Chapter 5. Building Tables and Charts

Pages provides two special kinds of objects to add visual pizzazz to your documents and help you clearly communicate complex information: tables and charts. This chapter guides you through table and chart creation and formatting—starting with tables.

A table, also known as a matrix, is a rectangle containing rows and columns of cells. Each cell can contain a chunk of text or numbers. Pages can dress up tables or individual cells with borders and color or image fills for backgrounds. You can create very simple plain-text tables—as you might using just the tab key in a word processor—or an elaborate construction filled with color and pictures that at first glance looks nothing like a table. Figure 5-1 shows a few examples.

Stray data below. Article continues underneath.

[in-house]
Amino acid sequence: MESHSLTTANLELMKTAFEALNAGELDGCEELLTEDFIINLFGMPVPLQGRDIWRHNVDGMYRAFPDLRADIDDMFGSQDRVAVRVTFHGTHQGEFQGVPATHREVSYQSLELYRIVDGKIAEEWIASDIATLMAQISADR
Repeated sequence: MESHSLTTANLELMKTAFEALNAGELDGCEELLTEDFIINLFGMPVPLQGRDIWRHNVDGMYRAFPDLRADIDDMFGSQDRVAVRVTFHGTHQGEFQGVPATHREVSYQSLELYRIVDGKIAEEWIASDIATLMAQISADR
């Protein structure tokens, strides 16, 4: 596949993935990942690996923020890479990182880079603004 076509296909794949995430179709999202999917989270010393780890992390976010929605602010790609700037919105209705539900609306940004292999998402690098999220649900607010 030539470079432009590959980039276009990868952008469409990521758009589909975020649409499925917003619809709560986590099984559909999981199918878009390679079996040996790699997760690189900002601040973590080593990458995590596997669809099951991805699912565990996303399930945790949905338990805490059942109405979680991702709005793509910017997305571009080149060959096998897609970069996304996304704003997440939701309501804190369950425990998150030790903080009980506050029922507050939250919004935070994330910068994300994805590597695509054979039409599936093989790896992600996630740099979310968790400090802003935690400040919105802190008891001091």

Tables are a great way to clearly display a large amount of data, create forms, or quickly format a page full of pictures.

Making Tables

You can add tables to a Pages document either as fixed or in-line objects, with one important distinction: fixed tables are limited to one page, while in-line tables can span several pages. (Pop back to Section 4.2 for a recap of the difference between fixed and inline objects.)

How many cells can you put in a table? Though you’d be hard pressed to think up a need for such a table, as far as Pages is concerned, a table can be as small as one cell: one column wide by one row high. At the other extreme, Pages can make tables up to 20 columns wide. A fixed table can fill an entire page with as many ...

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